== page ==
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This appeared in a 1981 issue of either NME or Melody Maker.

Daniela Soave

NME or Melody Maker, 1981

PhotoThere's a girl who writes good pop songs swears she's sober

With a title like There's a boy works down the chip shop swears he's Elvis you'd think there'd be a funny story behind it. You couldn't be more wrong.

"Why do artists paint pictures? Why do authors write books?" cries Kirsty MacColl when I ask what motivated her to compose the song. I was beginning to experience how vivid this girl's imagination was, and how she managed to write the above single, even if she wasn't saying so in as many words. The fact that she'd polished off a vast amount of brandy during her day's worth of conveyor belt interviews didn't aid matters either.

You might recall that this young woman with a penchant for very short skirts (the Ed would give her a job in here any day) had what is termed as an airplay hit with They don't know on Stiff roughly 18 months back. What this means is the DJs loved it but no-one bought the darn thing. Anyway, the poor girl didn't get into the charts and shortly after this non-event parted company with the label. 

"I became very prolific after that and spent a lot of time working on new material", she says now. "I had a single called Keep your hands off my baby at the beginning of this year which didn't do anything either. Funnily enough that didn't upset me so much because it wasn't one of my songs so it didn't seem like a personal attack on my composing."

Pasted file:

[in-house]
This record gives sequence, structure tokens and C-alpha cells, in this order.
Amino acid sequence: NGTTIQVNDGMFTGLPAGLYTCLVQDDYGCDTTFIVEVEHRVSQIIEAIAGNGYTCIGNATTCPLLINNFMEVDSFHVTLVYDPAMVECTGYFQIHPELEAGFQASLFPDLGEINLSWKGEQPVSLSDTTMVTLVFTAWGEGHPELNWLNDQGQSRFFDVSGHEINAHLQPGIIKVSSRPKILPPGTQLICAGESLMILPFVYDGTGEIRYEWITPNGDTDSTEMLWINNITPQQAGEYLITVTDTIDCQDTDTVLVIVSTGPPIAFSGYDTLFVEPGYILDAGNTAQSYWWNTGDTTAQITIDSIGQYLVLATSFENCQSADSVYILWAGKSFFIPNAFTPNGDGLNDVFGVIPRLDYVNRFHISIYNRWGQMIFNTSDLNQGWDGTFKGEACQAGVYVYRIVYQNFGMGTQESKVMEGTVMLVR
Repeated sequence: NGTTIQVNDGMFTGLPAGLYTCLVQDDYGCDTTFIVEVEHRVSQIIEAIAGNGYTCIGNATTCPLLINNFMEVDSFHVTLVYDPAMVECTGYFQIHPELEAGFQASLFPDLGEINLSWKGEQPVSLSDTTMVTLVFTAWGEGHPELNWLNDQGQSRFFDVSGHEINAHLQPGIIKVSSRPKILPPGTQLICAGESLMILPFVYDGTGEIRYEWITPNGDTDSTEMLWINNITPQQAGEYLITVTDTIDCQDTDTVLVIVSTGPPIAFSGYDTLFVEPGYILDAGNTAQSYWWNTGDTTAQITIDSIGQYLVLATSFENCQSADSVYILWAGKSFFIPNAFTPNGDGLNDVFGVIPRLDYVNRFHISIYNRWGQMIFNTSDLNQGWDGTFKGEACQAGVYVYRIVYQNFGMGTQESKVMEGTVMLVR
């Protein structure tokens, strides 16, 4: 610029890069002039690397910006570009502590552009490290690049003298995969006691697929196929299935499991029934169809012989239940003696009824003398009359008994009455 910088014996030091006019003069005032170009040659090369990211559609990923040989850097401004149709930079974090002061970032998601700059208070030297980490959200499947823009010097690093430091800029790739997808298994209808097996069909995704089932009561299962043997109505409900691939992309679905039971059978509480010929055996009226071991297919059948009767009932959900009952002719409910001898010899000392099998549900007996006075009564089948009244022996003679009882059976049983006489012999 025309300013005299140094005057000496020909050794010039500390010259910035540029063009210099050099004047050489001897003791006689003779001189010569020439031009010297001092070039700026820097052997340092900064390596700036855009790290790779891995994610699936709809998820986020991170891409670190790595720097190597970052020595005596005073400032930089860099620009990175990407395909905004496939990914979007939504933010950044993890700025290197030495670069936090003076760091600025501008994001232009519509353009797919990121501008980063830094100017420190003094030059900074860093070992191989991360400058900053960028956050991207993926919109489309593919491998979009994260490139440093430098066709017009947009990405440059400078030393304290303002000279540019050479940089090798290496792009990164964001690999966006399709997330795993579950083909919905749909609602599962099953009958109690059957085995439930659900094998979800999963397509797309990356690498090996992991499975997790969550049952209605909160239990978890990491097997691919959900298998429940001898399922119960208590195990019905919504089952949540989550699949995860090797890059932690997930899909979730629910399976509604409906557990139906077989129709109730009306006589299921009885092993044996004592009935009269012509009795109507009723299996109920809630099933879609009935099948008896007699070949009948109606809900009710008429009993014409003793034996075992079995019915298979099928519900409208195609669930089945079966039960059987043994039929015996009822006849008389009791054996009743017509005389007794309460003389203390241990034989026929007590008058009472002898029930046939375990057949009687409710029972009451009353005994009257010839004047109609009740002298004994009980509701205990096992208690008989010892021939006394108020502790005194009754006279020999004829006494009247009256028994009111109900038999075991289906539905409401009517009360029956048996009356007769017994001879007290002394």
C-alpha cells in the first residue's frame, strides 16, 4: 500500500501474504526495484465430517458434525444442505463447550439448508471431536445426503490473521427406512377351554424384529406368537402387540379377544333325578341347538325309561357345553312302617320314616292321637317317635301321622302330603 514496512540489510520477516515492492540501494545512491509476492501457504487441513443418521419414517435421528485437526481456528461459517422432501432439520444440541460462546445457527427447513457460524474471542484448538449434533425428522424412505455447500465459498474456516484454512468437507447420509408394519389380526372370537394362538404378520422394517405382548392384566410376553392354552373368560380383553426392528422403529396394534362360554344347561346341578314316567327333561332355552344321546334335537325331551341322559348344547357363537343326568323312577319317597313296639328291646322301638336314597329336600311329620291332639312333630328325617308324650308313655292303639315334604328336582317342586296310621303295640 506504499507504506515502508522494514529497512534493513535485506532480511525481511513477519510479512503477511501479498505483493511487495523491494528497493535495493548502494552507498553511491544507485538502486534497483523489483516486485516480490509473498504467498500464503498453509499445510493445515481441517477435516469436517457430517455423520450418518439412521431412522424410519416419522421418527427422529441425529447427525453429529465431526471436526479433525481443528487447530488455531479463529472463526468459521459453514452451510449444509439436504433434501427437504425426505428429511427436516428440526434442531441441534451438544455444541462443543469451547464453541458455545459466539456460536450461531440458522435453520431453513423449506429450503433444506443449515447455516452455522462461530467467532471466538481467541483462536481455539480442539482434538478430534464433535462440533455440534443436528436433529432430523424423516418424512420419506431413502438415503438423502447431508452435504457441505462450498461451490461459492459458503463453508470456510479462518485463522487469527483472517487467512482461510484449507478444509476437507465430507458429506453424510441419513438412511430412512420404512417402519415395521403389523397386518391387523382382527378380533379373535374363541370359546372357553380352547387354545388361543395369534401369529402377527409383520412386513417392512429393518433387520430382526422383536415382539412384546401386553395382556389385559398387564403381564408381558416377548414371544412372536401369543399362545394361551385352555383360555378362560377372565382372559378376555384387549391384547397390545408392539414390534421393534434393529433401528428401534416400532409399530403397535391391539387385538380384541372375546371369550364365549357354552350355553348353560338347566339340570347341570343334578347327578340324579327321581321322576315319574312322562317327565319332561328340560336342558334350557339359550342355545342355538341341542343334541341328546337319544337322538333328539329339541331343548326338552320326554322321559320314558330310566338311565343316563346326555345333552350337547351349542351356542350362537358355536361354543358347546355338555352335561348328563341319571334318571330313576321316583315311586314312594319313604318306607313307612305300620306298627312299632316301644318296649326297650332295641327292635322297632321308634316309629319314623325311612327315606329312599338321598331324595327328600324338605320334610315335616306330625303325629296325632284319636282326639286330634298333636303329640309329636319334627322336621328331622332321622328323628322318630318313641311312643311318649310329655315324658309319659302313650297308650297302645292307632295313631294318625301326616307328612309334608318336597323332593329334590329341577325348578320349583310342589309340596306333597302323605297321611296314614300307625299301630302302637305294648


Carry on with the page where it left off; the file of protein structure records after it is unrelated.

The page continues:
Undeterred, Kirsty continued writing and recording material for her forthcoming LP, co-writing with Lu Edmonds (her long standing guitarist), Phil Rambow and Phil Johnson*. As Elvis is different from They don't know, so is the material on the album. "I'm still kind of jet lagged from recording it, but even I'm astounded by its continuity", she says. "I've used the best of all my stuff and I was a bit worried it wouldn't flow, so it came as a pleasant surprise, even though there are many styles. The hardest part is working out the arrangement because I feel too strongly abou tmy songs to let someone else put their ideas over it. It's a very personal thing, and since other people interpret songs differently, they might change the whole aspect of the song."

Kirsty's been writing songs seriously since she was 17, and admits coming from a musical family helps, if only in the fact they didn't try to prevent her from getting into the business. Now, at 20, she has to face the prospect of live gigs. "I will be going out on the road but I'm terrified at the thought." she moans. "However after seeing Bruce Springsteen (who else?) I've either got to get on with it or slit my throat. Apart from anything else, the on-the-road life doesn't appeal to me at all; it's not my idea of heaven."

Sadly as an interviewee, Ms MacColl is seemingly devoid of revelations. The most interesting thing I learned during our discourse was that her brother is an acupuncturist. But as a songwriter she is very talented. The moral, I suppose, listen to her music, not her thoughts.

Daniela Soave.

* listed as Johnstone on the album credits

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